Some Notes on Fat

The Subsidised Mineowner - Poor Beggar!. It is...

People know the adjective ‘fat’ is a moral judgement. From the standpoint of political economy, eating all the pies is a clear act of theft.

The ‘obesity epidemic’ warned of is a disease mostly affecting the poor. It requires time, money and education, and often a mode of transport, to buy and prepare healthy food, whilst salt, sugar and fat are used as drugs to temporarily alleviate boredom, anxiety and despair.

Organisations that claim to represent working-class constituencies are not averse to using ‘fat’ as a moral judgment.

Because capitalists have enjoyed luxury and leisure on account of the exertions of the frequently malnourished proletariat (the introduction of rationing in the UK during World War II raised nutrition levels among the general population), ‘fat’ was a vivid illustration of how the capitalist exploited the proletarian. As in fat cats, etc: witness the ICTU campaign last year with the images of real fat cats.

Or, as in the most recent edition of the Union Post:

Many of these senior executives are still at the helm of our industry, with egos still inflated and demanding salaries and perks to prove it. They are the fattest of fat cats, licking the cream while ordinary working people who had no role in creating this crisis are facing the dole or cuts in their terms and conditions of employment.

It’s well known that fat is a feminist issue, with women subjected to intense demands and surveillance so that they comply with ideal body types. But it’s also a class issue.

Higher prices, wider waistlines –

The link between poverty and obesity may be counterintuitive, but it is well documented. Hunger and obesity are not at opposite ends of the continuum from poverty to wealth; rather, they are opposite sides of the same coin of malnutrition. As food prices continue to inflate, so will waistlines. And increasing rates of diabetes, heart disease, stroke and a host of other chronic disease will likely follow.

..the cost per calorie of healthier food is higher because of the economics of industrialized food production and distribution. As food prices climb, people with lower incomes will be pressured to choose cheaper, processed, calorie-dense foods — increasing the likelihood of obesity.

A part of the food price crisis is being driven by the diversion of worldwide corn and sugar crops to biofuels. In the past, the relative low cost of these mass-produced commodities was considered a factor in the obesity epidemic. Now, the amount of these crops available for food has gone down and the prices have risen proportionately faster. Nonetheless, calorie-dense foods, including those made with corn syrup sweeteners, will still be cheaper on a per-calorie basis.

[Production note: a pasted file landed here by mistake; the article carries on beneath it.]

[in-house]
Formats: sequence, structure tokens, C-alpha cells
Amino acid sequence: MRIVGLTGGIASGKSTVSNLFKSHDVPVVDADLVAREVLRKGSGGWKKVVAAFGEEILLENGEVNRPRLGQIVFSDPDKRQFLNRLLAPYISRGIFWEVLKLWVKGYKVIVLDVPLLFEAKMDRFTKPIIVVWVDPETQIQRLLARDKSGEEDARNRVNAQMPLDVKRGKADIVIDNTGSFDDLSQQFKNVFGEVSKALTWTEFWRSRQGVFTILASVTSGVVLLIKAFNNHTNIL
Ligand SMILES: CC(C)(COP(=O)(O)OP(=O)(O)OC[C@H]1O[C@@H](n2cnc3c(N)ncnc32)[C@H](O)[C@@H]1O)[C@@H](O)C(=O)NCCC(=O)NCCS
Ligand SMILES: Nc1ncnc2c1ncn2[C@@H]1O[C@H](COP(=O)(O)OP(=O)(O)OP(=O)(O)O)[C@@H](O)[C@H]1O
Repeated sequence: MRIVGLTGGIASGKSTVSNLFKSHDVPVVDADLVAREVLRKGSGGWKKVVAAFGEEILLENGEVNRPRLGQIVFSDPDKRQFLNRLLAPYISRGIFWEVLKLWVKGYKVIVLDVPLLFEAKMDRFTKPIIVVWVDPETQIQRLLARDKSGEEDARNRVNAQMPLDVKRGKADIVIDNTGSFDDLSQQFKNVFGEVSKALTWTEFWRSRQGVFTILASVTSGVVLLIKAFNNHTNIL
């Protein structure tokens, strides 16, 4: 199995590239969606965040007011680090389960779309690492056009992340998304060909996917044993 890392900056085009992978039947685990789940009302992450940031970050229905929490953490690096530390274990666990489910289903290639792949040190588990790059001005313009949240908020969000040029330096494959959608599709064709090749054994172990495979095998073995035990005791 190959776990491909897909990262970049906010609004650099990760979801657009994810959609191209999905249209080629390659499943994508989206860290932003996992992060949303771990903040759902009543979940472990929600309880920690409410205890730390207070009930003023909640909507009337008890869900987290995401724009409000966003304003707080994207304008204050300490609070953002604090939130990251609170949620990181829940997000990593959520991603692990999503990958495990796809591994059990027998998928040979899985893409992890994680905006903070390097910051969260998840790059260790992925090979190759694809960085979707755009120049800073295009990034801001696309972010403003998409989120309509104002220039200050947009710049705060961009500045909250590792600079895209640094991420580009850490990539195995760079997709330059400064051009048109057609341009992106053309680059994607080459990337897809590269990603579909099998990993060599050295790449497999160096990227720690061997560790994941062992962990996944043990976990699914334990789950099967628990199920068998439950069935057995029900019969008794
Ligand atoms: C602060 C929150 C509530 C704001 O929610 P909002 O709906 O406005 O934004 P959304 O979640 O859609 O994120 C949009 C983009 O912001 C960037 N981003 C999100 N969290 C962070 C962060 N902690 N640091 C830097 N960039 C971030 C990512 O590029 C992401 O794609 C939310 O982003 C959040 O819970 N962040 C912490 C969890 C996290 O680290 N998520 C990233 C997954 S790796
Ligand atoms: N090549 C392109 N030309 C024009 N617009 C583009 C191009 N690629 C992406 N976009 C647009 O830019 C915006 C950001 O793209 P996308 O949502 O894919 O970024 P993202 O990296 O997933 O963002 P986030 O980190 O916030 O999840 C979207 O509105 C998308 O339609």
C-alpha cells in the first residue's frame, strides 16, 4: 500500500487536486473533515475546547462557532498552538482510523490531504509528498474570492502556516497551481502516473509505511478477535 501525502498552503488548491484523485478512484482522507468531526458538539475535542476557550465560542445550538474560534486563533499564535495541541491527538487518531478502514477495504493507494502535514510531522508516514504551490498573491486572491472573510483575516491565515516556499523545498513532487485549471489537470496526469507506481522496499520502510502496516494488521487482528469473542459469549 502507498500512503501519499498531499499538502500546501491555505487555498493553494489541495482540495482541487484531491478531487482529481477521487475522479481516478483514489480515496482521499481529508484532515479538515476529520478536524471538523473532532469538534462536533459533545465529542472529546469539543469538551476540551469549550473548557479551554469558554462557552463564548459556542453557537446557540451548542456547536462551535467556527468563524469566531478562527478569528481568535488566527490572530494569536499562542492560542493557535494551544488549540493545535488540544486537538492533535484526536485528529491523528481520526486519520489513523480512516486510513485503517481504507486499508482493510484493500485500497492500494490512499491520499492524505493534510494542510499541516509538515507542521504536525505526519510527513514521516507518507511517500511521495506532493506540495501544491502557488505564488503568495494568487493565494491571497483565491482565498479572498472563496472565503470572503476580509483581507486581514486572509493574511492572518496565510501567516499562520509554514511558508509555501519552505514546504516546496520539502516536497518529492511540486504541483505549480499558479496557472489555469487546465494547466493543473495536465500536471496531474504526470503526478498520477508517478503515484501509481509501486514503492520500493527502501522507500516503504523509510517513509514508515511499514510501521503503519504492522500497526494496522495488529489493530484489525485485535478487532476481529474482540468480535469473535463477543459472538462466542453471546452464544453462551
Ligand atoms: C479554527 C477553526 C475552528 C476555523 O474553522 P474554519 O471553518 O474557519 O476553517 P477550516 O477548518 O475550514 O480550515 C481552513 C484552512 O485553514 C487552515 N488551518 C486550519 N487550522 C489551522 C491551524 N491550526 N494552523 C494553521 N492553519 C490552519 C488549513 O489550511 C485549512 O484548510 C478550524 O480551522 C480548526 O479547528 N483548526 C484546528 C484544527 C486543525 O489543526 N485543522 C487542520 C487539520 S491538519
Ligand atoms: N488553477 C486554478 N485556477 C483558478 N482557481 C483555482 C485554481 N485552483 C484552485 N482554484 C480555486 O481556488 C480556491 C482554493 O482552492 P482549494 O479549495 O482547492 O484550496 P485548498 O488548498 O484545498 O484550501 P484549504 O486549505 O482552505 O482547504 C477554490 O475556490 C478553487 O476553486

The fact of being fat is frequently cast in terms of simple consumer choice, as though at any given moment all had equal opportunity, education and amenities in order to access healthy food, and as though habit were a mere consequence of choice. If someone is fat, that is their choice.

This judgment of fat people sits quite snugly with a vision of a society in which those with the greatest portion of social power are those who have made the canniest choices in the marketplace, and not those who have been sustained by familial affluence and educational institutions that serve the interests of their class. No surprise, then, that current prime minister of the UK David Cameron was quoted by the BBC as saying last year that:

politicians should not be afraid to spell out right from wrong. Failing to do so meant “a denial of personal responsibility and the concept of a moral choice“.

“We talk about people being at risk of obesity instead of talking about people who eat too much and take too little exercise,” Mr Cameron said.

Fatness inhibits the vigour of the nation. Fat people must avoid becoming a burden on the state in terms of medical treatment on account of their insatiable appetites.

But the state itself must be rid of its fat. Government departments are ‘bloated’, and commentators like Eoghan Harris -though Harris’s obsession with fat cats is second to none- say that:

‘fat cats hiding behind trade union banners are still fat cats’

Meanwhile, the chief economist with Davy Stockbrokers says that

‘the health service has a lot of fat in the middle’

While Ronnie O’Toole from National Irish Bank says ‘

A lot of fat will be cut out of the public service with An Bord Snip Nua, and that will be good.’

More recently, at the MacGill Summer School in Glenties, Jim Power of Friends First said of the boom:

Policy makers, and indeed the rest of us, became totally caught up in the booming economy and “Ireland became fat and arrogant

Cast in this light, public sector cutbacks are necessary for moral redemption and physical rejuvenation. The solution, in the words of Eoin O’Leary, writing for the Irish Times, is

‘a leaner but more effective government’

To those who say that cuts hit the poor hardest. If the result of cutting the fat from government means that the poor are hit hardest, this is no bad thing, because the poor are also the fattest, and therefore the most slothful and morally suspect members of the body politic.

Perhaps one day the body politic itself will be subjected to liposuction.


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